This year marks the anniversary of 650 years since the birth of Zeami 世阿弥 (1363-1443) and 680 years since the birth of his father, Kan’ami 観阿弥 (1333-1384). They were the first in a long line of performers who contributed to shaping Noh theatre into the refined form that reached our time.
Apart from the anniversary itself, there is actually a commemorative seminar dedicated to Zeami, held every year on the 8th of August in the city of Nara. The event is organized by the Association for Noh and Kyōgen Studies and spans over two days, consisting of a short symposium, a display of old manuscripts related to Noh and a visit to Zeami’s bodaiji (family temple).
This year’s seminar debuted as usual with the exhibition of documents at Hōzanji 宝山寺, a temple located in the mountains near the city of Ikoma, Nara prefecture. Zeami’s famous treatises on the art of Noh and several Noh plays in his own handwriting, manuscripts by his son in law Komparu Zenchiku, registries and other very precious original documents related to the history of Noh are taken out from the archives of the temple on this day and displayed publicly. Besides responding to the curiosity of researchers interested in seeing the original manuscripts, there is very practical reason to this display. In order to be kept in good condition, old documents need to be taken out and aired at least once a year (a practice called mushiboshi). The story of how these documents came into safekeeping at Hōzanji is pretty interesting in itself. They all had been handed down in the Komparu family (Zeami left many of his writings to his appointed successor, Zenchiku), but during the second half of Meiji period (1868-1912), when the Noh theatre world was shaken by a severe crisis, the head of the Komparu line of performers of that time, Komparu Hachirō, feared for the safety of the archive, so he sent all the documents into the trusted custody of his brother, who was the chief priest of Hōzanji.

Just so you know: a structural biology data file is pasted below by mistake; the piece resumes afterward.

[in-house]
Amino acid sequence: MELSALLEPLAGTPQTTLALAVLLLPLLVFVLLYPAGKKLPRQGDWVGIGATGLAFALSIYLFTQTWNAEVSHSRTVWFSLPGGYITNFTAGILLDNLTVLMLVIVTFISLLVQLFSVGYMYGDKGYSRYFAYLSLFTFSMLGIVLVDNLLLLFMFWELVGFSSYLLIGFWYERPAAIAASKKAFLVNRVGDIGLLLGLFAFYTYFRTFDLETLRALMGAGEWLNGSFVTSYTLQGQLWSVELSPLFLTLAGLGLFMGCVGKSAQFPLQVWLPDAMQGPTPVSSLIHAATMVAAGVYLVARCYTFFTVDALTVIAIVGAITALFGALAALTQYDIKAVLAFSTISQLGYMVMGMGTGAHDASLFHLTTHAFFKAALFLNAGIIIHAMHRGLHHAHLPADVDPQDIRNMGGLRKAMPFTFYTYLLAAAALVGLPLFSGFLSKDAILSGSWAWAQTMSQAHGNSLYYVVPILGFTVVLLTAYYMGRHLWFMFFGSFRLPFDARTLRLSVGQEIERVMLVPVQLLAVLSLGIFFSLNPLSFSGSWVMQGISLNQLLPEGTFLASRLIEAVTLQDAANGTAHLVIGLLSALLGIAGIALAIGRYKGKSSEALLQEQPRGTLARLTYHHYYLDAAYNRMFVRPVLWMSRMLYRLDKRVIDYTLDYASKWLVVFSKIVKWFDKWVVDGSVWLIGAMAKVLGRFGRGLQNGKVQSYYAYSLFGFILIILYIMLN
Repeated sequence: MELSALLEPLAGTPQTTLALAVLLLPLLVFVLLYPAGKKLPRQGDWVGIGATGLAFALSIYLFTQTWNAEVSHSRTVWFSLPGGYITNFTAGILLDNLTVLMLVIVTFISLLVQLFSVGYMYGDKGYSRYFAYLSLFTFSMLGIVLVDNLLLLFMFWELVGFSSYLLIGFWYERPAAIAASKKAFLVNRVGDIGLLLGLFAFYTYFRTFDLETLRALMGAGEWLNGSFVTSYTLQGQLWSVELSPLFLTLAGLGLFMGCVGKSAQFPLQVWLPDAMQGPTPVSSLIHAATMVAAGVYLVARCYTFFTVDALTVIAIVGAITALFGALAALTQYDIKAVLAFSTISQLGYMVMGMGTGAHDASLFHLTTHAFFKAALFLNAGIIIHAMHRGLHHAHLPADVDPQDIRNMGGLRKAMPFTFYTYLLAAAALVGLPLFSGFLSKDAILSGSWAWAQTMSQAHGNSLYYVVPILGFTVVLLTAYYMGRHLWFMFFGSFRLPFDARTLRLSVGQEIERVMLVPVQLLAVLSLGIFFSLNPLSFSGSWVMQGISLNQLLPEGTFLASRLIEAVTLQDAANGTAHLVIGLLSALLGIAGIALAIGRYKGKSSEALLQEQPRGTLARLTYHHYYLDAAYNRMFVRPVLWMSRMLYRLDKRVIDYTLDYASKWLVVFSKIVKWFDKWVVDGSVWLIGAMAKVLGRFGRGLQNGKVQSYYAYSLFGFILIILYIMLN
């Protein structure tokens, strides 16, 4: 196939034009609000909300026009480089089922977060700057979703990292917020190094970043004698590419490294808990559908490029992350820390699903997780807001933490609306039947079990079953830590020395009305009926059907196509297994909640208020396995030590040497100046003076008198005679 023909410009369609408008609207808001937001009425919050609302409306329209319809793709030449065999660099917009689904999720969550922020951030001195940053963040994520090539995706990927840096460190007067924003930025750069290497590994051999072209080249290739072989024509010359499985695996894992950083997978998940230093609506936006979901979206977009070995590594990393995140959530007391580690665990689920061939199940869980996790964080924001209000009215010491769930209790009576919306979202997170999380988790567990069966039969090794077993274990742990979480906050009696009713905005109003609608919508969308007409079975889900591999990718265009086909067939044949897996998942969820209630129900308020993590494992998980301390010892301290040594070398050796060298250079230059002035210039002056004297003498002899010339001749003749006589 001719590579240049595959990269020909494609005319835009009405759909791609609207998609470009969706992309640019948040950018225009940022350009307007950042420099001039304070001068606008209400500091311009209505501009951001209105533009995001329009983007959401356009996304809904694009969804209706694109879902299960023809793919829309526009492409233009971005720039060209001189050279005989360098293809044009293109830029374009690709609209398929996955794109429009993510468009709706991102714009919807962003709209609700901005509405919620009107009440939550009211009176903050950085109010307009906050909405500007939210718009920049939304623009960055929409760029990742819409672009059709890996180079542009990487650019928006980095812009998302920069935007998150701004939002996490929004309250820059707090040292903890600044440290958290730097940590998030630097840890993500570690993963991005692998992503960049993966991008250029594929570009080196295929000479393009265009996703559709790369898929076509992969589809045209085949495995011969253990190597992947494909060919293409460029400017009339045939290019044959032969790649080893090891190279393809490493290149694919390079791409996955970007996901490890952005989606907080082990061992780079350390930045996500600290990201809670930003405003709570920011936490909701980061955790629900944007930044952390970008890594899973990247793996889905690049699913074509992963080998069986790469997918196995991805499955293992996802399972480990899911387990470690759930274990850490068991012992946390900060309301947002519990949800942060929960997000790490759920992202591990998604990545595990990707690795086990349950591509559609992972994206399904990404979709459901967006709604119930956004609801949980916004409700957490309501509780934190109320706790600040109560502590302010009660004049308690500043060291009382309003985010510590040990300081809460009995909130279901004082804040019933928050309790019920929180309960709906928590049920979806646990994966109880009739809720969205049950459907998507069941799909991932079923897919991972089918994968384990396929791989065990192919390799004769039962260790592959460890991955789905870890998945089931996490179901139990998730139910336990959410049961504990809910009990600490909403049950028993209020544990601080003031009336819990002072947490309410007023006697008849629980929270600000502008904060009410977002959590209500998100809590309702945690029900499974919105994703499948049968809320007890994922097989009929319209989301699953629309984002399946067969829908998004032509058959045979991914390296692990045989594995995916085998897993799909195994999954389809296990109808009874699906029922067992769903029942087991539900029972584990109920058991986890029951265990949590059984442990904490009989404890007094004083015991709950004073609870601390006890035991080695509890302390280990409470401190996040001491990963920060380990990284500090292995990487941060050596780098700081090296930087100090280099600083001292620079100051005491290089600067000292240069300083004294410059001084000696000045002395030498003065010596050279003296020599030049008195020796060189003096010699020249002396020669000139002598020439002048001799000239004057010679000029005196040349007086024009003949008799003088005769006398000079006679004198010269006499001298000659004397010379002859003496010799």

It is there that they have been discovered in the early days of the past century. A large part of the documents has been donated to the Nogami Memorial Noh Theatre Reaserch Institute, where they can be found today under the name of Hannyakutsu bunko 般若窟文庫 (the “Hannya Cavern archive”), which alludes to the huge cavern visible from the precincts of the temple, where it said that the ascetic En no Gyōja had read the Hannyashin-kyō (“The Heart Sutra”) as part of his religious austerities. However, the most valuable manuscripts – the ones written in the hand of Zeami and Zenchiku themselves – have been designated important cultural property of Nara prefecture and have remained in Hōzanji, being shown to the public only once a year on August 7th, the day before Zeami’s commemoration.
For the participants to the seminar dedicated to Zeami, the day of August 8th starts early in the morning with a visit to Fuganji 補厳寺, the temple where Zeami and his wife’s names are registered. Fuganji, located in the countryside of Nara prefecture, was a large and influential temple of the Sōtō Zen sect, but its main building burned to the ground at the end of Edo period (1603-1868). The old front gate serves as a reminder of the once flourishing temple. Apart from it, some documents remained and were handed down to the present owners of the property. Zeami’s name appears in the register of people for whom the temple performed ceremonies after their death. It is only on this day, August 8th, that the registers can be viewed by anyone interested. In front of a small altar with a memorial plate bearing Zeami’s name, we have the chance to remember the man whose creations have the power to enchant us to this day.
The seminar itself is being held during the afternoon, usually in the conference hall of the Nara National Museum. Each year researchers present their latest studies on Noh history, in an attempt to deepen the understanding of how Noh was performed in Zeami’s time. This year’s keynote speech was held by professor Takemoto Mikio (researcher in the field of Noh studies, Waseda University) and tackled the characteristics of a manuscript handed down by Zeami to Zenchiku, called Nōhon sanjūgoban mokuroku “An inventory of 35 Noh plays” (the document belongs to the Hōzanji archive). Most of the plays mentioned on that list are no longer extant, while others exist with a different title, making it difficult for researchers to grasp whether such inventories can be indeed relevant to the history of Noh. It is nonetheless fascinating to know that there is still much to search for and to discover, in order to understand how Noh developed in its early days.
All in all, it is a pretty exciting event for Noh enthusiasts, who gather from all the corners of Japan to Nara just to take part in this meeting. It just happens that the Zeami memorial seminar coincides every year with the famous Nara tōkae, the light festival at the beginning of August. Thousands of candles are lit all over the city, creating a sea of lights – both as a remembrance of those departed and as a prayer for peace. It is just another reason to conclude that Nara is the place to be every year around the 8th of August.